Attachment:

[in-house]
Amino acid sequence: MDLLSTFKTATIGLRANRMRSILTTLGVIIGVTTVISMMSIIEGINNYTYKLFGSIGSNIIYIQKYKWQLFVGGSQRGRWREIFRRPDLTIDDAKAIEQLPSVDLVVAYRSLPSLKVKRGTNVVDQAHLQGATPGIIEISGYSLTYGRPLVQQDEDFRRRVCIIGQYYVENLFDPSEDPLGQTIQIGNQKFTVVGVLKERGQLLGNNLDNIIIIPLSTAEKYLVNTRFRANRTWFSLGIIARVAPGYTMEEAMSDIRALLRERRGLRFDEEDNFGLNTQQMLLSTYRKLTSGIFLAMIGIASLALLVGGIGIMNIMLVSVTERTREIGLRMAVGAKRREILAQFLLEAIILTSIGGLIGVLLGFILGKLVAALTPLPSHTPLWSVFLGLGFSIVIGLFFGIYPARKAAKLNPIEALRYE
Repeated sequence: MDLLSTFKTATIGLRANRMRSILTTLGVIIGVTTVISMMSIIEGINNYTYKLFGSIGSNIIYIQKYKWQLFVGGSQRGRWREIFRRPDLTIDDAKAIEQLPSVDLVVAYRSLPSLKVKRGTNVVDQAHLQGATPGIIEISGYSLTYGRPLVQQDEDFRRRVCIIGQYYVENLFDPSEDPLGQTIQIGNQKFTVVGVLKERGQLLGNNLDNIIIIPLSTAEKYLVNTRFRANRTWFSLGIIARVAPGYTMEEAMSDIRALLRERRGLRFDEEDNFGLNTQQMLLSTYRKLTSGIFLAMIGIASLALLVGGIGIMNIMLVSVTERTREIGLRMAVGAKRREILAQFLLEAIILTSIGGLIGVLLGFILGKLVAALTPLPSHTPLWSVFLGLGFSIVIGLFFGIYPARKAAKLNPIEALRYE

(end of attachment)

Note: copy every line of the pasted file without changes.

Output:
[in-house]
Amino acid sequence: MDLLSTFKTATIGLRANRMRSILTTLGVIIGVTTVISMMSIIEGINNYTYKLFGSIGSNIIYIQKYKWQLFVGGSQRGRWREIFRRPDLTIDDAKAIEQLPSVDLVVAYRSLPSLKVKRGTNVVDQAHLQGATPGIIEISGYSLTYGRPLVQQDEDFRRRVCIIGQYYVENLFDPSEDPLGQTIQIGNQKFTVVGVLKERGQLLGNNLDNIIIIPLSTAEKYLVNTRFRANRTWFSLGIIARVAPGYTMEEAMSDIRALLRERRGLRFDEEDNFGLNTQQMLLSTYRKLTSGIFLAMIGIASLALLVGGIGIMNIMLVSVTERTREIGLRMAVGAKRREILAQFLLEAIILTSIGGLIGVLLGFILGKLVAALTPLPSHTPLWSVFLGLGFSIVIGLFFGIYPARKAAKLNPIEALRYE
Repeated sequence: MDLLSTFKTATIGLRANRMRSILTTLGVIIGVTTVISMMSIIEGINNYTYKLFGSIGSNIIYIQKYKWQLFVGGSQRGRWREIFRRPDLTIDDAKAIEQLPSVDLVVAYRSLPSLKVKRGTNVVDQAHLQGATPGIIEISGYSLTYGRPLVQQDEDFRRRVCIIGQYYVENLFDPSEDPLGQTIQIGNQKFTVVGVLKERGQLLGNNLDNIIIIPLSTAEKYLVNTRFRANRTWFSLGIIARVAPGYTMEEAMSDIRALLRERRGLRFDEEDNFGLNTQQMLLSTYRKLTSGIFLAMIGIASLALLVGGIGIMNIMLVSVTERTREIGLRMAVGAKRREILAQFLLEAIILTSIGGLIGVLLGFILGKLVAALTPLPSHTPLWSVFLGLGFSIVIGLFFGIYPARKAAKLNPIEALRYE